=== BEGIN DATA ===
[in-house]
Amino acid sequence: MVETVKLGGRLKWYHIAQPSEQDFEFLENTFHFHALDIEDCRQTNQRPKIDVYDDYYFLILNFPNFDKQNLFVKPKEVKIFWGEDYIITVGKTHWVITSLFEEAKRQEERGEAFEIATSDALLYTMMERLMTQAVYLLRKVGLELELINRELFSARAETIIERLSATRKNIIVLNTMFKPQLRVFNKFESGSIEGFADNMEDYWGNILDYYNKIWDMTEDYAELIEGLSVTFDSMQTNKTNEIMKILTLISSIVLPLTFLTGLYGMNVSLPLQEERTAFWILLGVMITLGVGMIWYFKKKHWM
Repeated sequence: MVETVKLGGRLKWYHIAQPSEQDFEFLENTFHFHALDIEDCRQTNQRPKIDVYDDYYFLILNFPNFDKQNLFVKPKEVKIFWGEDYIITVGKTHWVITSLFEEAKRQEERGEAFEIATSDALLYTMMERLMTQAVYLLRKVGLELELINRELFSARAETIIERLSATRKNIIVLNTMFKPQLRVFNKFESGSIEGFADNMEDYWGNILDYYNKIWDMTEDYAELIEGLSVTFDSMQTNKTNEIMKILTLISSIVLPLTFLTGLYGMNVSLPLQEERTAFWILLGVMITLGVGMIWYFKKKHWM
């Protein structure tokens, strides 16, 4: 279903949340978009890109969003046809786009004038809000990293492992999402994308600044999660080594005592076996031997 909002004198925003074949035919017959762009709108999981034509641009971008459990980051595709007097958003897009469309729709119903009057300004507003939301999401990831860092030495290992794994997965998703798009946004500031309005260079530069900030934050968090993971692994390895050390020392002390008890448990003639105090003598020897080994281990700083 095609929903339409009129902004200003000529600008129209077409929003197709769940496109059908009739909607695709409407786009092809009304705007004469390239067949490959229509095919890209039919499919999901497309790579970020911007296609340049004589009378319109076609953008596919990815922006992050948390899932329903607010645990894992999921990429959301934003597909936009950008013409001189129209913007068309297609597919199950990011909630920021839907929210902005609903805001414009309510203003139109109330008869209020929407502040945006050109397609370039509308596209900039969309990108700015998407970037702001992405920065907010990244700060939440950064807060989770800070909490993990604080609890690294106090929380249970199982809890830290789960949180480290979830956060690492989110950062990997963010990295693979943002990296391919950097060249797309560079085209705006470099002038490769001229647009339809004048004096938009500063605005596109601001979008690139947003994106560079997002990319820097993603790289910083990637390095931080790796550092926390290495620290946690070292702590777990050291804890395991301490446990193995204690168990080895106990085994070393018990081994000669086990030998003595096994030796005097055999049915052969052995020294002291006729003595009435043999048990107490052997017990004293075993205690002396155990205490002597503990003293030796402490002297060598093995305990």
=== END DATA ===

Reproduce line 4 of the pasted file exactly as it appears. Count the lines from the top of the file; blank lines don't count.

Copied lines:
């Protein structure tokens, strides 16, 4: 279903949340978009890109969003046809786009004038809000990293492992999402994308600044999660080594005592076996031997 909002004198925003074949035919017959762009709108999981034509641009971008459990980051595709007097958003897009469309729709119903009057300004507003939301999401990831860092030495290992794994997965998703798009946004500031309005260079530069900030934050968090993971692994390895050390020392002390008890448990003639105090003598020897080994281990700083 095609929903339409009129902004200003000529600008129209077409929003197709769940496109059908009739909607695709409407786009092809009304705007004469390239067949490959229509095919890209039919499919999901497309790579970020911007296609340049004589009378319109076609953008596919990815922006992050948390899932329903607010645990894992999921990429959301934003597909936009950008013409001189129209913007068309297609597919199950990011909630920021839907929210902005609903805001414009309510203003139109109330008869209020929407502040945006050109397609370039509308596209900039969309990108700015998407970037702001992405920065907010990244700060939440950064807060989770800070909490993990604080609890690294106090929380249970199982809890830290789960949180480290979830956060690492989110950062990997963010990295693979943002990296391919950097060249797309560079085209705006470099002038490769001229647009339809004048004096938009500063605005596109601001979008690139947003994106560079997002990319820097993603790289910083990637390095931080790796550092926390290495620290946690070292702590777990050291804890395991301490446990193995204690168990080895106990085994070393018990081994000669086990030998003595096994030796005097055999049915052969052995020294002291006729003595009435043999048990107490052997017990004293075993205690002396155990205490002597503990003293030796402490002297060598093995305990």